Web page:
**Experimentation:** We benefitted from the support of a board fabricator (Note 5) who gave us numerous boards for experimentation. One such board was suitable for some fusing experiments. There was a trace on that board that was nominally 0.5 Oz. and 15 mils wide, but these dimensions varied slightly across the board (due to normal tolerances.)

Figure 2

Fusing time for experimental trace.

We applied 6 Amps to this trace and measured the voltage across the trace with an oscilloscope (Figure 2, Note 6). The voltage is approximately related to temperature, but there are some lags (including chemical decomposition and board delamination) and non-linearities that occur during an experiment like this. The total time from the start of the current pulse to the moment of fusing, however, is quite precise, and, as shown, was 2.75 seconds. This experimental result is shown by the large red dot in Figure 1.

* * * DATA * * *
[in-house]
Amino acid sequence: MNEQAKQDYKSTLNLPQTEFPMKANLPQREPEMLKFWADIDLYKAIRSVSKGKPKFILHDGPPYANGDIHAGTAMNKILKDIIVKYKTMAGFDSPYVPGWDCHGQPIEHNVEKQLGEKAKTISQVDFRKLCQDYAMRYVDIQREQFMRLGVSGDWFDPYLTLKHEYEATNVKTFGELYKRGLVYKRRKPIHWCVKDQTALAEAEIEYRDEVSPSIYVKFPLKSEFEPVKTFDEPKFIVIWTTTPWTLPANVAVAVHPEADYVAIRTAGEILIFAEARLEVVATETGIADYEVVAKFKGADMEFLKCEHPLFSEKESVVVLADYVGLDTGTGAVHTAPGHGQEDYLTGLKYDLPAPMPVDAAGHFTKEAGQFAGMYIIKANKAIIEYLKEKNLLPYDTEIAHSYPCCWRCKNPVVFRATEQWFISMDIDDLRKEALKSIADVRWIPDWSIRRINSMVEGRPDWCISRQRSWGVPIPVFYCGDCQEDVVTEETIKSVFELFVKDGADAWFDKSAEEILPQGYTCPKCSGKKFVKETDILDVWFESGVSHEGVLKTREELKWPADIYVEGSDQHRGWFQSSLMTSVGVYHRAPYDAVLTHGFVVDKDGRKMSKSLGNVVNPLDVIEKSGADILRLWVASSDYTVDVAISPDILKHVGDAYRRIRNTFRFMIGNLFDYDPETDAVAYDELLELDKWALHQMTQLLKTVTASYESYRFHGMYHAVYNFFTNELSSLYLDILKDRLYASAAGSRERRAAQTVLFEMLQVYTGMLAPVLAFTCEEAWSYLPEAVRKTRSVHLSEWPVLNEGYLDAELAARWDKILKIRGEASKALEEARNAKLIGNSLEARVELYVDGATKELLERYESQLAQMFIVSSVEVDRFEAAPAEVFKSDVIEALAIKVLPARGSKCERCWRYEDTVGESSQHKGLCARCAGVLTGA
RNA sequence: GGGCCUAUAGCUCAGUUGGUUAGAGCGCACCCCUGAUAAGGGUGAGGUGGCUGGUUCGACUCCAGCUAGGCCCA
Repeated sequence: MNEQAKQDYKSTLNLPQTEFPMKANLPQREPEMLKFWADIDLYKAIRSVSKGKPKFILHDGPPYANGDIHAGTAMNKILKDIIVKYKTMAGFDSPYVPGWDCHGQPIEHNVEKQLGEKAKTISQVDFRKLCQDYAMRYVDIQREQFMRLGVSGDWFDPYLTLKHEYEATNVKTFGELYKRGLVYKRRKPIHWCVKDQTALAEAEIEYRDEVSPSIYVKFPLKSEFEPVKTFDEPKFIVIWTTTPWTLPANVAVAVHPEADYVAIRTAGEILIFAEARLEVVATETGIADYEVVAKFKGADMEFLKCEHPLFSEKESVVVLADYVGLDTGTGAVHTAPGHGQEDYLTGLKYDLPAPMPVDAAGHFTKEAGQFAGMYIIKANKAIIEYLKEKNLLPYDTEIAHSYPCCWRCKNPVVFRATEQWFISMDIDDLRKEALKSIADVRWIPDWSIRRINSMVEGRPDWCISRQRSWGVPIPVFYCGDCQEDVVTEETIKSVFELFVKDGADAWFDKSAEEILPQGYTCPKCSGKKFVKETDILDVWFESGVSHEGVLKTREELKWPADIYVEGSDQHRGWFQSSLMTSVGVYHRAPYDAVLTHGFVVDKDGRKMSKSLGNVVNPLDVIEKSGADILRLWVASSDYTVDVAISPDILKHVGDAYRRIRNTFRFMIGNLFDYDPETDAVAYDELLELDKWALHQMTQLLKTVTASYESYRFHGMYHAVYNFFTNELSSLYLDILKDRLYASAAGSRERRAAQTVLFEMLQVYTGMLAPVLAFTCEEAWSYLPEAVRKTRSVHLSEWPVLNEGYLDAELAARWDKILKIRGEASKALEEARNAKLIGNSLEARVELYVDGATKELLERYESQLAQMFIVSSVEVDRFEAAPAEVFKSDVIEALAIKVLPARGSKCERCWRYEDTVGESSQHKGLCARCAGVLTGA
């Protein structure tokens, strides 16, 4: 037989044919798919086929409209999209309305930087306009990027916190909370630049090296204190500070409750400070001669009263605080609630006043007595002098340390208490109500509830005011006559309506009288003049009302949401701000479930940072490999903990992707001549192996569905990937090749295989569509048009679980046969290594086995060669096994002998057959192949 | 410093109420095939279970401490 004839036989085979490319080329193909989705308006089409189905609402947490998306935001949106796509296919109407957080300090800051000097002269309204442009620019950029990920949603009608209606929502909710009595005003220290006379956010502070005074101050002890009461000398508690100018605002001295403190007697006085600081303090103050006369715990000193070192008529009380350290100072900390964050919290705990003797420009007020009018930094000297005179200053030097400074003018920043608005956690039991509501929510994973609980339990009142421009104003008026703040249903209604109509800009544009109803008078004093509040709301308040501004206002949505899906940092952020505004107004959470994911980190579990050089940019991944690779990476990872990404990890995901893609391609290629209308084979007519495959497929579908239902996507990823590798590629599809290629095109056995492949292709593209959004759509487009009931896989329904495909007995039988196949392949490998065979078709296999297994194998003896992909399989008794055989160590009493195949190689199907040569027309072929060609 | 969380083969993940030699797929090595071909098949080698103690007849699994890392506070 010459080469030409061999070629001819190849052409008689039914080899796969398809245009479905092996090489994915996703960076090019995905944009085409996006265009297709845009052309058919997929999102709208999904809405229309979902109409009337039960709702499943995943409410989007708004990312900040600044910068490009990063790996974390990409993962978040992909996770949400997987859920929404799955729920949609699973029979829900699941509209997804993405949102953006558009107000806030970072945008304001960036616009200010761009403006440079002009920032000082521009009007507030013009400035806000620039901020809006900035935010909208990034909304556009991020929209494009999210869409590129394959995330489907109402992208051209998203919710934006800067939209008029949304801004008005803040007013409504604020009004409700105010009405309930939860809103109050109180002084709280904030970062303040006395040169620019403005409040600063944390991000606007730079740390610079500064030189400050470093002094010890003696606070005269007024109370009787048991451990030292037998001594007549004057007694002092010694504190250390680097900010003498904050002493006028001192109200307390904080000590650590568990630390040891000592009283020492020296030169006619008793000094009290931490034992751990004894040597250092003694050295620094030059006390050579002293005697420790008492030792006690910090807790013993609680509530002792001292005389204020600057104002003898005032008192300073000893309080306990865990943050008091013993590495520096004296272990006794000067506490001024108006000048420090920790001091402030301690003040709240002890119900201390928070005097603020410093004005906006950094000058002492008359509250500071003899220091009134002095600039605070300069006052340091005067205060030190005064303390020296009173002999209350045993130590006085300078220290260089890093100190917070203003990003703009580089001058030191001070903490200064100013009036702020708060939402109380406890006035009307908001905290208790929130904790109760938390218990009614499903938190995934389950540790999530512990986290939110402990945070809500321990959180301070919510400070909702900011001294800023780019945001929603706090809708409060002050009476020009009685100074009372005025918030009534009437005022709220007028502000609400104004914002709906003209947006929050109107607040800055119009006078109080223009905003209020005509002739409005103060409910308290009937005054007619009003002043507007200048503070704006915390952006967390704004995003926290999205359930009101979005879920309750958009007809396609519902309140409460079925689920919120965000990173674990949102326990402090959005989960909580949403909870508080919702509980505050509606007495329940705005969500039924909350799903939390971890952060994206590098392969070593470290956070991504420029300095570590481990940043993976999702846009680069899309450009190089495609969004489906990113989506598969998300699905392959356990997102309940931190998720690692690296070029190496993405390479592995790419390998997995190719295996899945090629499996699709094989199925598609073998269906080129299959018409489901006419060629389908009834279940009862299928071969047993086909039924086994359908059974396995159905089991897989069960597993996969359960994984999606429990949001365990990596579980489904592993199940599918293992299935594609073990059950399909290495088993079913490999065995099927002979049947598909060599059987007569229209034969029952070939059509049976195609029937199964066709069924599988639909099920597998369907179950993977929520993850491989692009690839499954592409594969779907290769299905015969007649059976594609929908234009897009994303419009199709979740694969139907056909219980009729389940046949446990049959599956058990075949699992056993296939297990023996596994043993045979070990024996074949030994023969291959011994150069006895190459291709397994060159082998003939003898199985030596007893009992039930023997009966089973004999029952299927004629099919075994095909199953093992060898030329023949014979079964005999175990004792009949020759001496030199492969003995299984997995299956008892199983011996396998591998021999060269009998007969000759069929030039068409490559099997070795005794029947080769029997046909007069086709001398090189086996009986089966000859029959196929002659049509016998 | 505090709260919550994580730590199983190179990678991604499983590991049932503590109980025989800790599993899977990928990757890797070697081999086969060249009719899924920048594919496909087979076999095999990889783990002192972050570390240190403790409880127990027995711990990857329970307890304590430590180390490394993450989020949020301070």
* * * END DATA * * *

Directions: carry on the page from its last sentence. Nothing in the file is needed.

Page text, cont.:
**Conclusion**: Onderdonk’s and Preece’s Equations, as well as simulations, are useful in a practical sense (on PCB traces) for fusing estimates with very short fusing times, say 0.5 seconds or less. But the impact of conductive cooling through the PCB dielectric becomes a dominant factor slowing down (increasing) the fusing time fairly quickly.

**Caution:** This blog article does not relate to “trace fuses” and we do not endorse the use of “trace fuses” except in very special situations. An overheated or fused trace is a destructive event. Boards where traces have “fused” should be considered as “destroyed” and should not be repaired and/or reused.

**Notes:**

- “PCB Design Guide to Via and Trace Currents and Temperatures,” Douglas Brooks, PhD and Dr. Johannes Adam, Artech House, 2021, Chapters 11, 12 and Appendix G. https://us.artechhouse.com/PCB-Design-Guide-to-Via-and-Trace-Currents-and-Temperatures-P2191.aspx
- Dr. Adam provides a rigorous derivation of Onderdonk’s Equation in Appendix G of our book.
- Thermal Risk Management, see https://www.adam-research.com
- In Section 12.9 of our book we suggest that fusing times less than 0.5 seconds are modestly predictable.